Re: [xmca] Emotion at Work

From: Wolff-Michael Roth <mroth who-is-at>
Date: Sun Jul 29 2007 - 07:22:05 PDT

Hi all,
I thought about these two things in relation to our discussion:

1. Concept of ACTIVITY. It is a pity that English does not make the
distinctions that other languages make, such as German and Russian,
between "Aktivität"/aktivnost' (activity) and "Tätigkeit"/
deyatel'nost' (activity). It's like English speakers find themselves
in the same situation that physicists found themselves in when they
did not distinguish between heat and temperature, which science
educators now denote as one of the fundamental MISconceptions
students "have." Another undifferentiated referent was that of heat
prior to the introduction of entropy so that the same term heat was
applied where now two very different concepts are used, heat and
entropy. That is, the concept of activity in English is
undifferentiated with respect to two very different referents.
        Relatedly there is the problem to think in terms of an individual/
collective dialectic, which in the Anglo-Saxon tradition always is
reduced to the individual---think in terms of the individualization/
internalization concept, which does not seem to address the fact that
any individual act is the realization of a collective possibility,
and if it is not such, it is an incomprehensible singularity

2. I was wondering whether readers see the double entendre in the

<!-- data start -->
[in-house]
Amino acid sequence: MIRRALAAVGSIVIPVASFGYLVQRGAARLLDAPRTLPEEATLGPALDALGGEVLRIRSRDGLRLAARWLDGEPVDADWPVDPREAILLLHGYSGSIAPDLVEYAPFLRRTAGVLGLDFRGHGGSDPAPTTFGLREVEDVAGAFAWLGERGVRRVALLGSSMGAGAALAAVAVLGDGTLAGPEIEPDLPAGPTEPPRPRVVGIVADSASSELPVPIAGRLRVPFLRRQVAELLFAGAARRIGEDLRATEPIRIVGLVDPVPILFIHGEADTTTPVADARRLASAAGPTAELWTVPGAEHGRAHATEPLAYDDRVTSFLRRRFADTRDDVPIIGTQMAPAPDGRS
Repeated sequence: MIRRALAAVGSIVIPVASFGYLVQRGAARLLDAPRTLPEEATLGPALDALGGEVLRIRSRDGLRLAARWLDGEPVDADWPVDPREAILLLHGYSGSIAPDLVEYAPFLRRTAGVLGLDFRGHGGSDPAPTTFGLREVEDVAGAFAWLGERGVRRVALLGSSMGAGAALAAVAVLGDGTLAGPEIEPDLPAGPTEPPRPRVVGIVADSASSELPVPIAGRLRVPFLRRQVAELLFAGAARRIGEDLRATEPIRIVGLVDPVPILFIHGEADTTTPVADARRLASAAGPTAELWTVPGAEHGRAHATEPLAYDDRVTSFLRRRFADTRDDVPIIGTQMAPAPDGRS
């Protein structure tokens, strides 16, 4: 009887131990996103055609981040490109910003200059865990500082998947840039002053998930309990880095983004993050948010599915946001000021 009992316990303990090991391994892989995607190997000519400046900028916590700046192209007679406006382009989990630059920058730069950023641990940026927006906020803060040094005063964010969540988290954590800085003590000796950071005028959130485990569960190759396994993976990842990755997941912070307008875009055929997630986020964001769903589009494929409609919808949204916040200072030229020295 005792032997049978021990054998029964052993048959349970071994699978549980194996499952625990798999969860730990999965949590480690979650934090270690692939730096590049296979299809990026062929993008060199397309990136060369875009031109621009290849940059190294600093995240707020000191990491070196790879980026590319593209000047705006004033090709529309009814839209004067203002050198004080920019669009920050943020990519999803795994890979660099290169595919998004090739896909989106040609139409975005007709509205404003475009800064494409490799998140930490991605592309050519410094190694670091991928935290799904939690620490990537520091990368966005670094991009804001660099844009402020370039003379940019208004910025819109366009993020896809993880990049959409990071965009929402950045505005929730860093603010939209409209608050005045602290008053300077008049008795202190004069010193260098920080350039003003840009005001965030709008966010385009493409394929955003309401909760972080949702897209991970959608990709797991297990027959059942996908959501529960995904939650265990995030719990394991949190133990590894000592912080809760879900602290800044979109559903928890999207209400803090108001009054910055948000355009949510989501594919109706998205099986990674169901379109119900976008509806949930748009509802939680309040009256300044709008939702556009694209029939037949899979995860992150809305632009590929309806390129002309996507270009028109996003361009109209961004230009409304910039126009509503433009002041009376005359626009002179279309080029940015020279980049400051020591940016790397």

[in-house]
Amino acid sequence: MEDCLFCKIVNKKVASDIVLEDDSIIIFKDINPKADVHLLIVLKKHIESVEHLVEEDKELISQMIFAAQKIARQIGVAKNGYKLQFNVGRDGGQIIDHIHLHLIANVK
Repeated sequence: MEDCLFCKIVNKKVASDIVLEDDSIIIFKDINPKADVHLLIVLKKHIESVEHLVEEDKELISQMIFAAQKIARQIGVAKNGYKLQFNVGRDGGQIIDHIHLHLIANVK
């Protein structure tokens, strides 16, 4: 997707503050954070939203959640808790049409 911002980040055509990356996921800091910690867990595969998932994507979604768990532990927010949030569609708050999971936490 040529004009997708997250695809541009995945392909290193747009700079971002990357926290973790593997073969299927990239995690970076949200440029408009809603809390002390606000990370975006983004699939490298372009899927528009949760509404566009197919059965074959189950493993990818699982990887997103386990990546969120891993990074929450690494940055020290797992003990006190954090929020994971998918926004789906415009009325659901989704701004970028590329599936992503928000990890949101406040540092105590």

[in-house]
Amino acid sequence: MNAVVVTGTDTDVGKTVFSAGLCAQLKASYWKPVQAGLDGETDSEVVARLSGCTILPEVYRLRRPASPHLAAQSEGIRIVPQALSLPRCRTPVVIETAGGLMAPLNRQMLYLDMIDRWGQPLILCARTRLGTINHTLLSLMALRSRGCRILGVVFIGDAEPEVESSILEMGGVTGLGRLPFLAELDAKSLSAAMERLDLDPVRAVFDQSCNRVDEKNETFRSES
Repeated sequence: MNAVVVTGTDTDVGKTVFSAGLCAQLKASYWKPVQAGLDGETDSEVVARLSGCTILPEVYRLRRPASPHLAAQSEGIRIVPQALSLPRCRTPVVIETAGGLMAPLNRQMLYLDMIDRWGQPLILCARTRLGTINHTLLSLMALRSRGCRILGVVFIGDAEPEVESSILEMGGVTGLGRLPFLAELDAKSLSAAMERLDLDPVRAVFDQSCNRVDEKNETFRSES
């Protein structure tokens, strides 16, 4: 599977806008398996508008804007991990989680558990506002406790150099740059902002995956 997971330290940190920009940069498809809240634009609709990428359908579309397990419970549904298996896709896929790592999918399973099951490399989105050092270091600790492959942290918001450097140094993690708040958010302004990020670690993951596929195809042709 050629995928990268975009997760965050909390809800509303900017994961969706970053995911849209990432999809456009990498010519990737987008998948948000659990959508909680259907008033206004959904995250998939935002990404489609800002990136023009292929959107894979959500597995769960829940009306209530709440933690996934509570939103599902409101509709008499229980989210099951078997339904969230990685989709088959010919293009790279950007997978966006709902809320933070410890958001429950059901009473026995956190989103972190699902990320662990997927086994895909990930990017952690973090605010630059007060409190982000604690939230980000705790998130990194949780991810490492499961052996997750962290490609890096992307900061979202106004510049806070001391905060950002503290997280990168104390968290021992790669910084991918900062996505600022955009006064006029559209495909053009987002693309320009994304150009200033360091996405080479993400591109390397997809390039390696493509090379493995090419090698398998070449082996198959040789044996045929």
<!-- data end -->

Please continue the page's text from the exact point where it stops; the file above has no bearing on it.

title, because emotions are at work not only at work (i.e., in the
fish hatchery)....


On 28-Jul-07, at 9:44 PM, Andy Blunden wrote:

At 09:04 AM 28/07/2007 -0700, you wrote:
> Kozulin's criticism of activity theory (which I think I subscribe
> to, and more importantly, I think that Volosinov and Vygotsky
> himself wold have subscribed to) is that it doesn't deal with this
> problem: first Leontiev reduces activity to action and then
> operation, but each of these is really just "activity" on a
> different scale. Then Engestrom decomposes "activity" into the
> elements you pointed out; these can explain the make-up of an
> activity but the make-up of the activity does not explain its
> genesis and its development (I have always felt that the bits we
> really want to understand in Engestrom's triangle are the ARROWS,
> not the various words).

The criticism of Leontyev's activity theory which impressed me was (I
think) Erik Axel's point that it is not clear what makes an
"activity", and that it appears to be external and arbitrary. I think
Hegel had the answer to that in that he demanded that systems of
activity define themselves. So it is only when a candidate for
"system of activity" becomes self-conscious, that we indeed have an

> Instead I find myself going back to the formulations in "Thinking
> and Speech" and 'The Role of Play in the Development of the Child".
> Thinking and speech MUST have different roots if they are to
> explain each other; if they are the same, if they BOTH spring from
> "activity", then the problem you point to arises; there is no cause
> and no effect at all, much less mutual causing and effecting. I
> think where I differ from you is that I think Vygotsky DID believe
> in cause and effect; he knew that they sometimes change places
> (especially in the course of development) but thinking and speech
> do transform each other, and this is what "causes" speech to become
> intellectual and thinking rational.

Certainly thinking and speech must have different roots in order to
make a meaningful unity, and cause and effect figure in that genesis,
as I see it. And of course genesis continues and causality goes on,
but I don't think that you could talk of thinking and speaking